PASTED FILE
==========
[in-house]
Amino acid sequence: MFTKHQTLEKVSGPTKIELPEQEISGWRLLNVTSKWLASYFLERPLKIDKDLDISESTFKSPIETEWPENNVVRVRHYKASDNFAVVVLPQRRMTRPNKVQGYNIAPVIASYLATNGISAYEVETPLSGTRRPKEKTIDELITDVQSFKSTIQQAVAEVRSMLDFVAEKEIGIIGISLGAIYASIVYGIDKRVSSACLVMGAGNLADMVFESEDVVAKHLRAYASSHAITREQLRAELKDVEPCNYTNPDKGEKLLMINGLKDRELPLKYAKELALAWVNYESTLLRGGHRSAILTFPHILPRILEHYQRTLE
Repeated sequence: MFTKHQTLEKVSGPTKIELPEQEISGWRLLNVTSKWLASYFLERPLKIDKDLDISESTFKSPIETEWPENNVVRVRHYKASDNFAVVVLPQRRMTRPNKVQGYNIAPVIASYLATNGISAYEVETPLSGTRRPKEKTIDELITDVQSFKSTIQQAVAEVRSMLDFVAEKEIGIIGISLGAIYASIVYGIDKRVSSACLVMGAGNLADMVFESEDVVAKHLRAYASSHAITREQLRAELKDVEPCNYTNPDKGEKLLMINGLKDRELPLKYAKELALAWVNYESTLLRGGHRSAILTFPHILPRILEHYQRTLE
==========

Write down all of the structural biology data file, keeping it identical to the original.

[in-house]
Amino acid sequence: MFTKHQTLEKVSGPTKIELPEQEISGWRLLNVTSKWLASYFLERPLKIDKDLDISESTFKSPIETEWPENNVVRVRHYKASDNFAVVVLPQRRMTRPNKVQGYNIAPVIASYLATNGISAYEVETPLSGTRRPKEKTIDELITDVQSFKSTIQQAVAEVRSMLDFVAEKEIGIIGISLGAIYASIVYGIDKRVSSACLVMGAGNLADMVFESEDVVAKHLRAYASSHAITREQLRAELKDVEPCNYTNPDKGEKLLMINGLKDRELPLKYAKELALAWVNYESTLLRGGHRSAILTFPHILPRILEHYQRTLE
Repeated sequence: MFTKHQTLEKVSGPTKIELPEQEISGWRLLNVTSKWLASYFLERPLKIDKDLDISESTFKSPIETEWPENNVVRVRHYKASDNFAVVVLPQRRMTRPNKVQGYNIAPVIASYLATNGISAYEVETPLSGTRRPKEKTIDELITDVQSFKSTIQQAVAEVRSMLDFVAEKEIGIIGISLGAIYASIVYGIDKRVSSACLVMGAGNLADMVFESEDVVAKHLRAYASSHAITREQLRAELKDVEPCNYTNPDKGEKLLMINGLKDRELPLKYAKELALAWVNYESTLLRGGHRSAILTFPHILPRILEHYQRTLE